Just as materialism transformed life in the 20th century, experientialism has the power to do the same in the 21st century, says the author of an influential new book “Stuffocation: Living more with Less” by James Wallman.
Wallman is a big advocate of “investing in experiences and memories, rather than the short-loved appeal of objects”
We buy too much, have too much, hold on too much. We are weighed down “by our own excesses” and our insatiable hunger for ever-more stuff is making us “joyless, anxious, depressed”. Our obsession with having things is unsustainable, he argues. It has a huge ecological impact. It adds to our debt. And it no longer propels us up the social ladder.
Experientialism – a value system based on experiences. In experientialism, doing becomes the new having. Happiness and status are defined not but what people have, “but by what people do”.
Experientialism is better for society, better for the world, better for us as people in terms of our happiness and status and giving us meaning in life, he argues. “And once you have a greater sense of happiness, once you have a greater sense of identity, you will be more resilient in your life and in terms of making better choices.”…
To be happier and healthier today, tomorrow and in the long run, try the following experientialist habits:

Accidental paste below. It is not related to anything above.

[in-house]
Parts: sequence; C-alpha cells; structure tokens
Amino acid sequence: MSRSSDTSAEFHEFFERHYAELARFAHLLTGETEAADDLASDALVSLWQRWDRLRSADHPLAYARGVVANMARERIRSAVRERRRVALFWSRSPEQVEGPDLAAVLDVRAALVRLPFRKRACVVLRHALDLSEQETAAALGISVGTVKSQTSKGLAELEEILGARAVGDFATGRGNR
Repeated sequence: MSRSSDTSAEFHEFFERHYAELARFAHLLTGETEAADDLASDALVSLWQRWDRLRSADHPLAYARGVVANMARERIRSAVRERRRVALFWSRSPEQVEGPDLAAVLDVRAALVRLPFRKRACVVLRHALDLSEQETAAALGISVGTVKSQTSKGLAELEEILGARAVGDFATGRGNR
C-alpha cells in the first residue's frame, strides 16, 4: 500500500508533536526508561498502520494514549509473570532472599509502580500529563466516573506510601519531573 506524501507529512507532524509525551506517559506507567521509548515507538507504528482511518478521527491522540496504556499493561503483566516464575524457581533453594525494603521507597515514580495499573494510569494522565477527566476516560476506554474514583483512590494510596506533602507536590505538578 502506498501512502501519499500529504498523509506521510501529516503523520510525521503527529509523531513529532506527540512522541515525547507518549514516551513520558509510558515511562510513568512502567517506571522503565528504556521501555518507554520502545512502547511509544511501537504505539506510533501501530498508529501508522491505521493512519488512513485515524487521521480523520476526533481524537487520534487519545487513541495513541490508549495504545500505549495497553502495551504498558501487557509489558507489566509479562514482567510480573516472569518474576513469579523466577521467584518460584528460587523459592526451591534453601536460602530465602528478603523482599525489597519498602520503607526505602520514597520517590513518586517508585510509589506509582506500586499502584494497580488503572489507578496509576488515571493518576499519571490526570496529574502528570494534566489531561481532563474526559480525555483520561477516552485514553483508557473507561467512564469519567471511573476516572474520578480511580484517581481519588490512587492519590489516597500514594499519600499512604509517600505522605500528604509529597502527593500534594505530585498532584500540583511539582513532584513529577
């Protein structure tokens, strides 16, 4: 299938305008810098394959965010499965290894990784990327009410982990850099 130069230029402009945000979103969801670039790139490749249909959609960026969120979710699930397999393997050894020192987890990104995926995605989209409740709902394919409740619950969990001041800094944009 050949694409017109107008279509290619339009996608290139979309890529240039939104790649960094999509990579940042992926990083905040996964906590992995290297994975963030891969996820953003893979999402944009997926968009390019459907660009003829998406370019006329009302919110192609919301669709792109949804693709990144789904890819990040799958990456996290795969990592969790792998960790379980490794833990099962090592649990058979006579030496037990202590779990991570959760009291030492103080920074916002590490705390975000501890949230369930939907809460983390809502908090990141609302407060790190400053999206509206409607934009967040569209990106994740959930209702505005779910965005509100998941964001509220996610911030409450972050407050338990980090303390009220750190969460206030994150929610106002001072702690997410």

1. Know Your Stuff
To make sure your possessions play a healthy role in your life, ask yourself these questions: How often do I use my possessions? How much stuff do I really need? Do my things give me experiences and make me happy, or are they bringing hassle, debt, stress and depression?
2. Enjoy the journey
Place less emphasis on the goal and more on the process – the journey to get there. You do not have to change your world and give up your job, but you should do something you love.
3. Be in the moment
To get the most out of experiences it is important to dive into them completely.
4. Be Your own Audience
Social scientists have discovered that there are two types of motivation – intrinsic, when you do something for yourself and the enjoyment of the experience, and extrinsic, when you do something to impress others or for some reward at the end. If your motivation for doing something is intrinsic it is more likely to make you happy.
5. Put People First
Prioritise the relationships you have.
6. Spend Well and Feel Good
Ask yourself: am I buying this for show, or to really use now? Am I spending my energy and time on what matters to me?
7. Choose Life, Choose Experience
Life is a series of events that you experience, one after another, like a daisy chain of moments. Enjoy experiences that bring happiness and give your life meaning.